The Senate Finance Committee is scheduled to vote June 26 on a short-term fix for the highway trust fund that includes a provision to raise the cap on the heavy vehicle use tax (HVUT). Chairman Ron Wyden’s (D-OR) proposed Preserving America’s Transit and Highway’s (PATH) Act would replace the current cap of $550 on vehicles over 75,000 lbs. gross vehicle weight with a $1,100 cap on vehicles over 97,000 lbs. GVW. The higher cap would take effect for highway vehicles used after June 30, 2015.

The increase in the HVUT cap would raise an estimated $1.35 billion over 10 years, according to the Joint Committee on Taxation (JCT). The entire revenue plan, which includes several other tax changes not related to transportation, would raise just over $9 billion over 10 years, JCT said. The Dept. of Transportation projects that the trust fund will run out of cash in early September.

The annual HVUT is $100 plus $22 for every 1,000 lbs. in excess of 55,000 lbs. of gross vehicle weight, capped at $550 for vehicles over 75,000 lbs. Federal weight standards limit the interstate highway system to vehicles of 80,000 lbs. or less, although states may allow heavier vehicles to use roads outside the interstate highway system or on the interstates under varying exceptions.

A summary of Wyden’s proposal states that the provision “does not alter in any way current weight limits or safety regulations. It merely aligns the tax treatment with the current reality on the roads.”

According to JCT estimates, the higher HVUT revenue would be the single largest piece of the overall package for the first couple of fiscal years in the 10-year plan. Beginning in fiscal 2017, however, other revenue raisers would be larger. The single largest piece of the $9 billion plan is closing an estate-planning loophole involving inherited Individual Retirement Accounts and 401(k)s. That provision would raise $3.7 billion over 10 years.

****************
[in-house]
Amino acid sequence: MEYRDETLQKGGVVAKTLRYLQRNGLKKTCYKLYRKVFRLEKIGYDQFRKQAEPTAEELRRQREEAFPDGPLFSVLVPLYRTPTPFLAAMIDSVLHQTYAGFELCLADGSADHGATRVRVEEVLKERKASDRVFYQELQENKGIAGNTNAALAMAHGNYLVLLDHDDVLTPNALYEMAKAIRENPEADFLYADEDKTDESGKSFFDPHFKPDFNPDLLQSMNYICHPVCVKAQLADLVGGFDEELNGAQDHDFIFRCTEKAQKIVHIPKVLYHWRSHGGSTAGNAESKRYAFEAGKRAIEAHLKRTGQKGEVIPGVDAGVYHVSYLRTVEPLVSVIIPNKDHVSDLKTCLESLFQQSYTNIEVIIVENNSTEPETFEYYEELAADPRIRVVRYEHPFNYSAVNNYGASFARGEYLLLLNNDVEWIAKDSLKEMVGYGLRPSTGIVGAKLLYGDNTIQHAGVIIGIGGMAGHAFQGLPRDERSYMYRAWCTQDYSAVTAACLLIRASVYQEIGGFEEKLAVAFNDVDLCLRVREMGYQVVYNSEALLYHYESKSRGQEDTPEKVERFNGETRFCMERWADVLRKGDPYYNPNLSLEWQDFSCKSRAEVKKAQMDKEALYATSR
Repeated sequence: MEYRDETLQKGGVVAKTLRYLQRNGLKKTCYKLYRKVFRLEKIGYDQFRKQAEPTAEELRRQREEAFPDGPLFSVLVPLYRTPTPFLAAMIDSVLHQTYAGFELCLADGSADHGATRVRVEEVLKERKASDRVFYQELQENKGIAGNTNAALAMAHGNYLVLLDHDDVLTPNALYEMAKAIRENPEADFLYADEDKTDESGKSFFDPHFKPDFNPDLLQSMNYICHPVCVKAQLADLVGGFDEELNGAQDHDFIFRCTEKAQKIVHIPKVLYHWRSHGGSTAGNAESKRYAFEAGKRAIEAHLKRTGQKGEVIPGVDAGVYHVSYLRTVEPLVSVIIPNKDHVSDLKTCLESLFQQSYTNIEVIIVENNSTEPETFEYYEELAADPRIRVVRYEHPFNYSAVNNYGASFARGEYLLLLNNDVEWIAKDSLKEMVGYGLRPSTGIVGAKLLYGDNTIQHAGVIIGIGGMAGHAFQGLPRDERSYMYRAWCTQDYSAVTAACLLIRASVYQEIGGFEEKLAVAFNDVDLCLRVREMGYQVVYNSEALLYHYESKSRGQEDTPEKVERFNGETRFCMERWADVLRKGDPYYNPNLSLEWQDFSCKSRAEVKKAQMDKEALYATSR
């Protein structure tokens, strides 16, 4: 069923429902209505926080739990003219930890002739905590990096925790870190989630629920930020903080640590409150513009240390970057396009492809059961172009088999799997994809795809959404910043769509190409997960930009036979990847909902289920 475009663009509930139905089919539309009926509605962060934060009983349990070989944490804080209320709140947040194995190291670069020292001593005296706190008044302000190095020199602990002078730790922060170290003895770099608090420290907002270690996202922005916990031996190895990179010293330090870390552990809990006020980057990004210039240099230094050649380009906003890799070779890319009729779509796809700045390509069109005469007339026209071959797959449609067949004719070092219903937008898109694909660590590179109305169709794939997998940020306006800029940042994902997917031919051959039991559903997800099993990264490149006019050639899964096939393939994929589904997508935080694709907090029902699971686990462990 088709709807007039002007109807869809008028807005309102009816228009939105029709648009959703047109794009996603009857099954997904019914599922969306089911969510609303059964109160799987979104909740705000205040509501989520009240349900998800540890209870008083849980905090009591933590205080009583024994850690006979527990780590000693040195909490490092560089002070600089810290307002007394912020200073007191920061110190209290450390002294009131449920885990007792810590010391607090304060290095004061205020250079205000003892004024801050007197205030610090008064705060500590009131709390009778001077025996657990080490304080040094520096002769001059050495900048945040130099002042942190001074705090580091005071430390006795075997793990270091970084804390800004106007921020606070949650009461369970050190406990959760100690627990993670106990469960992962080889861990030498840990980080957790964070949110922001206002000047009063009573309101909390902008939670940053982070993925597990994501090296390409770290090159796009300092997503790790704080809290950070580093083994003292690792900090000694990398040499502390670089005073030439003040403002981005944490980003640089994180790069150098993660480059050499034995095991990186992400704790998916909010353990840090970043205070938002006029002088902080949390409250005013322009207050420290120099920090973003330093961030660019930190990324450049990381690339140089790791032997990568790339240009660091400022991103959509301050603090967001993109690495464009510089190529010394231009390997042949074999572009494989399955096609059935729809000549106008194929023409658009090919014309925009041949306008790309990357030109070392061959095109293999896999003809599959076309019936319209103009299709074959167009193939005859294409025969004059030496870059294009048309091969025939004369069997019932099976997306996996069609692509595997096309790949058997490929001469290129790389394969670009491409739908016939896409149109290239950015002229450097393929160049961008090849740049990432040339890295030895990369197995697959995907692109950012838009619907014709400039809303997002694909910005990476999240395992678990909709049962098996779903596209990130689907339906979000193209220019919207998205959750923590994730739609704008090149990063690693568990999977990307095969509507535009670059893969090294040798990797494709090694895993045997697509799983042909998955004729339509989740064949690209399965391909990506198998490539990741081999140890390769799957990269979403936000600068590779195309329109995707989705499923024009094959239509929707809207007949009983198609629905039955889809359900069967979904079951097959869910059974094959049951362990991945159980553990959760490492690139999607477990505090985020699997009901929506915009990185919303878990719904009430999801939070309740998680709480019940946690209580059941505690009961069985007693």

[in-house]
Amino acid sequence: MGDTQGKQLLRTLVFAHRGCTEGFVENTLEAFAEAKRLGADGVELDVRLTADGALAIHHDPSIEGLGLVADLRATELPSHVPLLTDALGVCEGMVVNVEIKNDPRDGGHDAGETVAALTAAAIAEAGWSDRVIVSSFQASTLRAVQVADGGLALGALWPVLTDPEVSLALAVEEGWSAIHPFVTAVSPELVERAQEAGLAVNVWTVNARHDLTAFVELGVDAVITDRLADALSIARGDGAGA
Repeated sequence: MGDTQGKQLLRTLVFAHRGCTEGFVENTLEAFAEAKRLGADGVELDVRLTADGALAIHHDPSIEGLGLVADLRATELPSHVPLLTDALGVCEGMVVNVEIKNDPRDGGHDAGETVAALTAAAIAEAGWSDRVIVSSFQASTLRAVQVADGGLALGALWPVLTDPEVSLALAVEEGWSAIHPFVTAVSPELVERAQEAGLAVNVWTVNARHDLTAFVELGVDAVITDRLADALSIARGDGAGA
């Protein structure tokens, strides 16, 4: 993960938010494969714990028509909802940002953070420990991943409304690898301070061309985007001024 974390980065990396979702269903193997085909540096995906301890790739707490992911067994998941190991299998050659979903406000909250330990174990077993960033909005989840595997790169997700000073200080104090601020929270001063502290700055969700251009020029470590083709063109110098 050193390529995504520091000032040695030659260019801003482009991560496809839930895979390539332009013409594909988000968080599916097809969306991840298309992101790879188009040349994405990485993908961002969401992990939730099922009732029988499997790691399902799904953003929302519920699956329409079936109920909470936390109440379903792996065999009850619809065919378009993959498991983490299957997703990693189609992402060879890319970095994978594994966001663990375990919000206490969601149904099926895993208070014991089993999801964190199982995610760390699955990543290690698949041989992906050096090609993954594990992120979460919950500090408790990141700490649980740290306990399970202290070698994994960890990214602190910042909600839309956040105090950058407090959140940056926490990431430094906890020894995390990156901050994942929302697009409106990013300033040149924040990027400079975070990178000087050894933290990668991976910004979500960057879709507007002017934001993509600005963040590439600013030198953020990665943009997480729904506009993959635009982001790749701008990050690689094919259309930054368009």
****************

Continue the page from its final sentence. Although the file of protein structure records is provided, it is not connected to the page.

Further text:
The American Trucking Assns. said Wednesday that it was evaluating Sen. Wyden’s proposal to ensure the short-term solvency of the highway trust fund. “We appreciate the senator’s leadership on this critical issue and urge Congress and the administration to guarantee the trust fund’s solvency in the near term, and work together to set the course for long-term, reliable funding,” ATA said in a prepared statement.

At a leadership meeting in May, ATA backed a menu of options to fix the trust fund, but none of those options involved more revenue from the HVUT. “While ATA supports numerous funding options, an increase in the fuel tax is well known to be the fairest, most reliable and efficient method of raising money for infrastructure investment,” ATA said on Wednesday.

In recent weeks, several ideas have been floated to fix the trust fund on a longer-term basis, including a plan announced by Sens. Chris Murphy (D-CT) and Bob Corker (R-TN) to increase the federal fuel taxes by 12 cents over two years and then index them to inflation thereafter. Similarly, the Committee for a Responsible Federal Budget last week offered a menu of possible revenue increases and spending cuts.

In a newly released analysis, however, Fitch Ratings argued that raising fuel taxes alone would not be sufficient and that other mechanisms would be needed – especially tolling. It bears noting that Fitch is in the business of rating bonds, such as those that might be backed by toll receipts.